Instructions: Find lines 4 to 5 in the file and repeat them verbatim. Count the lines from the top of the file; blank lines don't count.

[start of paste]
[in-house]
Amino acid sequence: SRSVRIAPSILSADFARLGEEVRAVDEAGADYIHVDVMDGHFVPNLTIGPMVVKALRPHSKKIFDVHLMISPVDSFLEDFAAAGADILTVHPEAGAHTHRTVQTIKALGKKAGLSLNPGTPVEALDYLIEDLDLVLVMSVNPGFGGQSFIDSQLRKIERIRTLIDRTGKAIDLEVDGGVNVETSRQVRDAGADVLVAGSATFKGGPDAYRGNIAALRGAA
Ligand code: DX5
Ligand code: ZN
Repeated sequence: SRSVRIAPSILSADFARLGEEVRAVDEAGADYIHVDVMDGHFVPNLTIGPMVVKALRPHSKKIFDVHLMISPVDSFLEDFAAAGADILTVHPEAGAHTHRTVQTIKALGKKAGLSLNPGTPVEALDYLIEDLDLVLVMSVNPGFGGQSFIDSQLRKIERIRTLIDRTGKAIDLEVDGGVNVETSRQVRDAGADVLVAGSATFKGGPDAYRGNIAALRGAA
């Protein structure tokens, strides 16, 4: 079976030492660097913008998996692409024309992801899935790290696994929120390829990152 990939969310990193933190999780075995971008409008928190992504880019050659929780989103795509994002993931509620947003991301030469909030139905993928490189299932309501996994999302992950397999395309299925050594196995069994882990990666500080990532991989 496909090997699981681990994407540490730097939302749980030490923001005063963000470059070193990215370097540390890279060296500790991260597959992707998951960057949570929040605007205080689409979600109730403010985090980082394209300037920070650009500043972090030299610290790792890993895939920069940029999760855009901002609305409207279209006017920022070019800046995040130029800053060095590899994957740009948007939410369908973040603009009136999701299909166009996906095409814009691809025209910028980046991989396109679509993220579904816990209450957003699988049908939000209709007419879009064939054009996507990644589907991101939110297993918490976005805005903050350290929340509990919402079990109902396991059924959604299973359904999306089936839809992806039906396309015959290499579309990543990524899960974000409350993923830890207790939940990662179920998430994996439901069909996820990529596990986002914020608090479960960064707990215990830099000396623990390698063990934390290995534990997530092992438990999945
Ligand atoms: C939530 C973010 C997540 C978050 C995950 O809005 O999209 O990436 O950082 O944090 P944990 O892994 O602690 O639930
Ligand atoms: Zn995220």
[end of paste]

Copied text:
Ligand code: ZN
Repeated sequence: SRSVRIAPSILSADFARLGEEVRAVDEAGADYIHVDVMDGHFVPNLTIGPMVVKALRPHSKKIFDVHLMISPVDSFLEDFAAAGADILTVHPEAGAHTHRTVQTIKALGKKAGLSLNPGTPVEALDYLIEDLDLVLVMSVNPGFGGQSFIDSQLRKIERIRTLIDRTGKAIDLEVDGGVNVETSRQVRDAGADVLVAGSATFKGGPDAYRGNIAALRGAA